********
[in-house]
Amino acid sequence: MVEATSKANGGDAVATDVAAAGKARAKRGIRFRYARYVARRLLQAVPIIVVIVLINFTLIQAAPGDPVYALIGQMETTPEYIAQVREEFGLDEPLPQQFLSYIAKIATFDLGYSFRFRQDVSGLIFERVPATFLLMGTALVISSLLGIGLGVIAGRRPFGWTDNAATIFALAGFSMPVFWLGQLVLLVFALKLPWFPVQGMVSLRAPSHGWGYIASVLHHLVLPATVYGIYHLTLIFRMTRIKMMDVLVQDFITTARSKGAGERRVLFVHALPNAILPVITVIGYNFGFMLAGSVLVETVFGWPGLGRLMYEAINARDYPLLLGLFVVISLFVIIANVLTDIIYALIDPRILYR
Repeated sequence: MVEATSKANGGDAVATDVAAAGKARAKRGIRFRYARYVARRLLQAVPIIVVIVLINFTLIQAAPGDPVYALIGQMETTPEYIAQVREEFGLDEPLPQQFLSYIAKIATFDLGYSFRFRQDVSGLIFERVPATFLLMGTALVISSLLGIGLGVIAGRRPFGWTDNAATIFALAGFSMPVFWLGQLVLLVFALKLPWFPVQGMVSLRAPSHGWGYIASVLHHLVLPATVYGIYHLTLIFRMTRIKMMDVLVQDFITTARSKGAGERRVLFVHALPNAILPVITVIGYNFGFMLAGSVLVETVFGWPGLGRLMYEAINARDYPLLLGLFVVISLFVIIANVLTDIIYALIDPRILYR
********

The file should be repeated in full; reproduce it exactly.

[in-house]
Amino acid sequence: MVEATSKANGGDAVATDVAAAGKARAKRGIRFRYARYVARRLLQAVPIIVVIVLINFTLIQAAPGDPVYALIGQMETTPEYIAQVREEFGLDEPLPQQFLSYIAKIATFDLGYSFRFRQDVSGLIFERVPATFLLMGTALVISSLLGIGLGVIAGRRPFGWTDNAATIFALAGFSMPVFWLGQLVLLVFALKLPWFPVQGMVSLRAPSHGWGYIASVLHHLVLPATVYGIYHLTLIFRMTRIKMMDVLVQDFITTARSKGAGERRVLFVHALPNAILPVITVIGYNFGFMLAGSVLVETVFGWPGLGRLMYEAINARDYPLLLGLFVVISLFVIIANVLTDIIYALIDPRILYR
Repeated sequence: MVEATSKANGGDAVATDVAAAGKARAKRGIRFRYARYVARRLLQAVPIIVVIVLINFTLIQAAPGDPVYALIGQMETTPEYIAQVREEFGLDEPLPQQFLSYIAKIATFDLGYSFRFRQDVSGLIFERVPATFLLMGTALVISSLLGIGLGVIAGRRPFGWTDNAATIFALAGFSMPVFWLGQLVLLVFALKLPWFPVQGMVSLRAPSHGWGYIASVLHHLVLPATVYGIYHLTLIFRMTRIKMMDVLVQDFITTARSKGAGERRVLFVHALPNAILPVITVIGYNFGFMLAGSVLVETVFGWPGLGRLMYEAINARDYPLLLGLFVVISLFVIIANVLTDIIYALIDPRILYR